Daniel Ein-Mor was quick to caution me: “We don’t want to overlook the importance of a site because one aspect is attractive—the capital is attracting attention, but the water system itself is at least as interesting.” I have to agree. We know of over 100 spring tunnels in the area, and none is even half as long as the ‘Ain Joweizeh system. It is a massive effort to cut through hard dolomite rock. The even and measured chisel marks in the Iron Age tunnel reveal that it is a masterpiece of construction, one that would have required a great deal of funding. Unlike Hezekiah’s tunnel, which carries water drawn from Jerusalem’s Gihon Spring, the Joweizeh tunnel drew its water from springs en route. The Joweizeh tunnel is the longest tunnel of its type in the region. Because of the similarity in workmanship, it is worth comparing this tunnel with Hezekiah’s, as Todd Bolen notes on the Bibleplaces blog.
Despite the extensive labor required to carve the tunnel (which includes a side channel used to regulate uneven water flow), the spring itself is relatively low flow, raising questions about its purpose. Who would have cut the hard dolomite rock and haul it hundreds of feet out of the tunnel? The tunnel does not reach Jerusalem. Where was this water going? Why was this elaborate tunnel marked by a proto-aeolic capital, a type often associated with royal construction?
For a look at the most famous water system in the Biblical world, visit the BAS Hezekiah’s Tunnel page.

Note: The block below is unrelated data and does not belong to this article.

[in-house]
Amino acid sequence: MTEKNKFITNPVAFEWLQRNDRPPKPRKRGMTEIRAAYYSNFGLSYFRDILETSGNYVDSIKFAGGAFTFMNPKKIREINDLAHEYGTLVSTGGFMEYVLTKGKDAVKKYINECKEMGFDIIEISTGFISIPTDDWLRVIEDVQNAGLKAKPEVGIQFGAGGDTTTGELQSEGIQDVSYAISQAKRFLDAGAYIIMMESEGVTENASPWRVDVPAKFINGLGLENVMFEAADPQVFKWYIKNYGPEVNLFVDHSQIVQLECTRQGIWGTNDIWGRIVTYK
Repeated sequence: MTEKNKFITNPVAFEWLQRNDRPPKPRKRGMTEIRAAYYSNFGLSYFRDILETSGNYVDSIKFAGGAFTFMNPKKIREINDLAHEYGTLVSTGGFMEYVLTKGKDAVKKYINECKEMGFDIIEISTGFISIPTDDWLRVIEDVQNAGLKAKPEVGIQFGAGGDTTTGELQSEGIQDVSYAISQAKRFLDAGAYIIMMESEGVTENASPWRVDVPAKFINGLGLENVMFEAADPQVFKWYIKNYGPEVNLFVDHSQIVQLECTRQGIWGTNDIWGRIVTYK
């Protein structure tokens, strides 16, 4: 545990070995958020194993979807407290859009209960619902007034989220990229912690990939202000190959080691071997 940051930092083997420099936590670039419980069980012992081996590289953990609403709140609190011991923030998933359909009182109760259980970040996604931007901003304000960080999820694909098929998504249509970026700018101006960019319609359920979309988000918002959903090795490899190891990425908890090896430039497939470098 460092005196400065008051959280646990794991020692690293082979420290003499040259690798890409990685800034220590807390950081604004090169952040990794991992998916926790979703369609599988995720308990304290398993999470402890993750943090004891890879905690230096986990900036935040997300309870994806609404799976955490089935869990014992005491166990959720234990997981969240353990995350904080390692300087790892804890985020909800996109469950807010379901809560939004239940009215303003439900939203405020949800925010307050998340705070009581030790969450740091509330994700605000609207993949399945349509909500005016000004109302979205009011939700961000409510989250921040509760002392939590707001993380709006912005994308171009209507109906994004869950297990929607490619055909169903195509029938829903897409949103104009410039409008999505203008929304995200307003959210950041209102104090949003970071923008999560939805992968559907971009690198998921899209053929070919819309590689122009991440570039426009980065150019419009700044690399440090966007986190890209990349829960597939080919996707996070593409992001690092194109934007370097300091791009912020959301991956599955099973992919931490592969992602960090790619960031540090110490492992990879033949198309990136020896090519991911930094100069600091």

Interpreting the Finds This site has not escaped the attention of the Israeli archaeological community. Binyamin Tropper mentioned the site’s visitors, and his list included some of the most esteemed names in the field: Nadav Na’aman, Israel Finkelstein, Yuval Gadot, Amihai Mazar, Yosef Garfinkel, Norma Franklin and several others.
This Assyrian relief from the palace of Assurbanipal at Nineveh (now housed at the British Museum) shows a structure with proto-aeolic capitals atop a garden and a stream. Some believe this artistic comparison could help archaeologists understand the relationship between the water tunnel and capital.
Such a water system suggests the presence of a nearby settlement or wealthy estate (Daniel Ein-Mor specifically mentions the possibility of a royal palace or estate similar to Ramat Rahel), but so far there is no archaeological evidence of such a place. A proto-aeolic capital at ‘Ain-Sara in Jordan may be associated with a spring. Assyrian reliefs from Khorsabad and Nineveh show proto-aeolic capitals associated with gardens and springs. Following Oded Lipschits’s proposal that the capitals originated in Israel and were subsequently adopted by Assyrians before being introduced into Judah and other nearby territories, perhaps the usage shown in Assyrian reliefs would have been familiar to anyone considering constructing proto-aeolic capitals in Judah. Of course, archaeologists have not yet uncovered anything resembling a Judahite or Assyrian-style garden estate in the area, and we can’t base assumptions about the nature of the region from a few foreign artworks. What we know now is that the construction of this water system required a great deal of labor, and someone—perhaps the Judahite government—was willing to invest a great deal in an as-yet archaeologically inconspicuous part of the hinterlands of Jerusalem.
Notes Daniel Ein-Mor and Zvi Ron, “An Iron Age Royal Tunnel Spring in the region of Nahal Rephaim” in G. Stiebel et. al (eds.), New Studies in the Archaeology of Jerusalem and its Region (Jerusalem: Israel Antiquities Authority and Institute of Archaeology, Hebrew University of Jerusalem, 2013).